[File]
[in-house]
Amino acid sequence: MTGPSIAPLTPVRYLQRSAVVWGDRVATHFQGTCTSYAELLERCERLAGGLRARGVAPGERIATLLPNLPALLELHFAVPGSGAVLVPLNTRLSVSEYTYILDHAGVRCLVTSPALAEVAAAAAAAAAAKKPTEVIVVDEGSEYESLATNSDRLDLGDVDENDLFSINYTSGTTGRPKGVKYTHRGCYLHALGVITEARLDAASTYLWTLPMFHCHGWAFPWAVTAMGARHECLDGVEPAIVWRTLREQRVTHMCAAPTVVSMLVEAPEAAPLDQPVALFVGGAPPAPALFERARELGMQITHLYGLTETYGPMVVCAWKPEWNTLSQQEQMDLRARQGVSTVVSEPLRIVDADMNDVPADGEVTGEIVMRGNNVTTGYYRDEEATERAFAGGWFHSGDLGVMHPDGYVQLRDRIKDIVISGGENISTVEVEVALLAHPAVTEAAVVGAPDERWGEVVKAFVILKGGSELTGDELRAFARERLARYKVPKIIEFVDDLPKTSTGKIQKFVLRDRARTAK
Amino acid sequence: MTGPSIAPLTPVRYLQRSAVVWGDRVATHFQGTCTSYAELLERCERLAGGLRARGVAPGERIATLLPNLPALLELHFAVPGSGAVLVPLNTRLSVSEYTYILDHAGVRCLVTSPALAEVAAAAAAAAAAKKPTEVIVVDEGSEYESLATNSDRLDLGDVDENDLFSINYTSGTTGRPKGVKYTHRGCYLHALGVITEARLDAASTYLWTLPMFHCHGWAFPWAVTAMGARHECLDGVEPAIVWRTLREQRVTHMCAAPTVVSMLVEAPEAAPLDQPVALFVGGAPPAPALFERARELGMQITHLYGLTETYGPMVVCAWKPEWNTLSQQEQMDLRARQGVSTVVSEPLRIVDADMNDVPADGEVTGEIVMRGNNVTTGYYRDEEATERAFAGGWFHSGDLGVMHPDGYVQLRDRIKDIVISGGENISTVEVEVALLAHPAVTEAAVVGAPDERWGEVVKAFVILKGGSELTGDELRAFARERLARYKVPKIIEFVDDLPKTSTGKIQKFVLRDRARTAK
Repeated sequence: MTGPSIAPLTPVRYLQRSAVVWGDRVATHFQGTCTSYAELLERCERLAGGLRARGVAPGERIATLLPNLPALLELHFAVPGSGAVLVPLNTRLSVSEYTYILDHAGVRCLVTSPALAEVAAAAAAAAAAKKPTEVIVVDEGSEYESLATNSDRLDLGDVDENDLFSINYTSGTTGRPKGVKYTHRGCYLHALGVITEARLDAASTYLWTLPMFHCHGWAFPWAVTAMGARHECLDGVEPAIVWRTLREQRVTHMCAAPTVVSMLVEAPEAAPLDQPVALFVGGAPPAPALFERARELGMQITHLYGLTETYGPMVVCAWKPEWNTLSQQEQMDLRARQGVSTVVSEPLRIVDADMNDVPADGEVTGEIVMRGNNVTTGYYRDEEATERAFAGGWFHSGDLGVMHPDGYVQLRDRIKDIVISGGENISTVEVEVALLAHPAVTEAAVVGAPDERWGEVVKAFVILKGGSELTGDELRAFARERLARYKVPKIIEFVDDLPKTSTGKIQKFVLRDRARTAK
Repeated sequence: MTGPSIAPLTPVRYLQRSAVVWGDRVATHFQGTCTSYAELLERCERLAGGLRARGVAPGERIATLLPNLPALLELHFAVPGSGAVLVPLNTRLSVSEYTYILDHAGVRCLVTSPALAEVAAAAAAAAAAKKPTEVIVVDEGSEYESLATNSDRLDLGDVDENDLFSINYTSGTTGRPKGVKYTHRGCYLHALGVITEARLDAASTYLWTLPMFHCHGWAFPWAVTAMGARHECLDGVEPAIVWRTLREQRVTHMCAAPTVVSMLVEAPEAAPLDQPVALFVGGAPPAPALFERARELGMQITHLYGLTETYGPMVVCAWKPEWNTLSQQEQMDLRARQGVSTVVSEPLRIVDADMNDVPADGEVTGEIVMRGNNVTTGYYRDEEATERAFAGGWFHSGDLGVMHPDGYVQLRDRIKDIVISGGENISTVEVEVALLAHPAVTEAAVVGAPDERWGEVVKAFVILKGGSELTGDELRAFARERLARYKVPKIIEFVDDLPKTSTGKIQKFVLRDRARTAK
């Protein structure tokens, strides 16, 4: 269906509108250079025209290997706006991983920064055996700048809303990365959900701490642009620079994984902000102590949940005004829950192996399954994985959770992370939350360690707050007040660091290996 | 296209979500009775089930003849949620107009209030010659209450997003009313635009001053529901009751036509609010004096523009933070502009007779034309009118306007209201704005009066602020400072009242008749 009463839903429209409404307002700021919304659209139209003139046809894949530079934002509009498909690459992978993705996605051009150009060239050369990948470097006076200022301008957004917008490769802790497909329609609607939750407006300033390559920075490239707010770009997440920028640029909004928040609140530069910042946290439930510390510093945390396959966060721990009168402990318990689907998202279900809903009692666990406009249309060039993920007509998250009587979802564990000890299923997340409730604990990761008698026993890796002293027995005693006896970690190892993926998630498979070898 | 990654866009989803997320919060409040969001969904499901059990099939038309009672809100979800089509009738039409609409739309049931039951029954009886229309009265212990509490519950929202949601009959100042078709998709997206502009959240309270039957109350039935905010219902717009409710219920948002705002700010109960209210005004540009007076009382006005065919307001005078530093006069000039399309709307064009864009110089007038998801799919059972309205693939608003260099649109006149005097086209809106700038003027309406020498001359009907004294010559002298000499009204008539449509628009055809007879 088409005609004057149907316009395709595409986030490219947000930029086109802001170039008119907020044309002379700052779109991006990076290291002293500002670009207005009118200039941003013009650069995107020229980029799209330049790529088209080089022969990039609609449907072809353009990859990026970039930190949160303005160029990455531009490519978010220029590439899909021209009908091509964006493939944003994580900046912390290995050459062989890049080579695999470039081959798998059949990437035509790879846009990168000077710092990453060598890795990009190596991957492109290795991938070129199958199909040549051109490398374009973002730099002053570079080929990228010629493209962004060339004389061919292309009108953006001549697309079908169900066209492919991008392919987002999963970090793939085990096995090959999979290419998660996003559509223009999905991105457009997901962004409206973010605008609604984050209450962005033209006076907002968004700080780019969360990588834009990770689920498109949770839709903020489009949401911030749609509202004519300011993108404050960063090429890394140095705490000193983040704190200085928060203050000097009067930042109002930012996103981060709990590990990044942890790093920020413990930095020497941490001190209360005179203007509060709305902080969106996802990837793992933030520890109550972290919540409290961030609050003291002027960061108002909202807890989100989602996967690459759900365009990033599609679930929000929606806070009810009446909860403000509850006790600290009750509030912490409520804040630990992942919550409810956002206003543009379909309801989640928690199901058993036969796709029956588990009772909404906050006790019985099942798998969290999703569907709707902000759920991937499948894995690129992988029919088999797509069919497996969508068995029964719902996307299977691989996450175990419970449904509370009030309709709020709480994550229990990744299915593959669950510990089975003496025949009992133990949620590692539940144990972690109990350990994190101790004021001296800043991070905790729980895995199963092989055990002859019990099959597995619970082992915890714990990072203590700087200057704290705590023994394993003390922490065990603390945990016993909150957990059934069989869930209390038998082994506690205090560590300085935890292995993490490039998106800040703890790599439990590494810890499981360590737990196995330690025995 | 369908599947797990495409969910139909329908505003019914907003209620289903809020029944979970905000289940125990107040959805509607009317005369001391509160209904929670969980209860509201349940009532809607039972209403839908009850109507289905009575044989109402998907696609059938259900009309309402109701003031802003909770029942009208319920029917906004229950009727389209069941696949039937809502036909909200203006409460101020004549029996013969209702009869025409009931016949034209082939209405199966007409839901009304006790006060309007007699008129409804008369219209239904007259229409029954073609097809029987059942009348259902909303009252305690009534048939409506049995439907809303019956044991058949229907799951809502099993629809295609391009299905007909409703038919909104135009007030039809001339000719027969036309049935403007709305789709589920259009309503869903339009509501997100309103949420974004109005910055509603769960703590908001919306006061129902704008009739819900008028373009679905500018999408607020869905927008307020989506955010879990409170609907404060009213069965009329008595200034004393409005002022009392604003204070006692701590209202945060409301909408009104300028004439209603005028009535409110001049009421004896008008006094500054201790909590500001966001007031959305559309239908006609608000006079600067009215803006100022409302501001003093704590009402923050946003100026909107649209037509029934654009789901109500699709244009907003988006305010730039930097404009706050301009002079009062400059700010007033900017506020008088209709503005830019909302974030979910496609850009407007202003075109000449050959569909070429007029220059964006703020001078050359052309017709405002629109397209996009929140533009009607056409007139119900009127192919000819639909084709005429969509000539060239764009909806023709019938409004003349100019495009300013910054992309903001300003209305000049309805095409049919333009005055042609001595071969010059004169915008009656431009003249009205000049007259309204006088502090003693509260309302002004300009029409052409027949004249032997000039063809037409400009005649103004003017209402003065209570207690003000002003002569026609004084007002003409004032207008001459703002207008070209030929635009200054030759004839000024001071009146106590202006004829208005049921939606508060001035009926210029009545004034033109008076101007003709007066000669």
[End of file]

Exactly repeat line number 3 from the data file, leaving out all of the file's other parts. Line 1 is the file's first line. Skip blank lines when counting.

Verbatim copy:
Amino acid sequence: MTGPSIAPLTPVRYLQRSAVVWGDRVATHFQGTCTSYAELLERCERLAGGLRARGVAPGERIATLLPNLPALLELHFAVPGSGAVLVPLNTRLSVSEYTYILDHAGVRCLVTSPALAEVAAAAAAAAAAKKPTEVIVVDEGSEYESLATNSDRLDLGDVDENDLFSINYTSGTTGRPKGVKYTHRGCYLHALGVITEARLDAASTYLWTLPMFHCHGWAFPWAVTAMGARHECLDGVEPAIVWRTLREQRVTHMCAAPTVVSMLVEAPEAAPLDQPVALFVGGAPPAPALFERARELGMQITHLYGLTETYGPMVVCAWKPEWNTLSQQEQMDLRARQGVSTVVSEPLRIVDADMNDVPADGEVTGEIVMRGNNVTTGYYRDEEATERAFAGGWFHSGDLGVMHPDGYVQLRDRIKDIVISGGENISTVEVEVALLAHPAVTEAAVVGAPDERWGEVVKAFVILKGGSELTGDELRAFARERLARYKVPKIIEFVDDLPKTSTGKIQKFVLRDRARTAK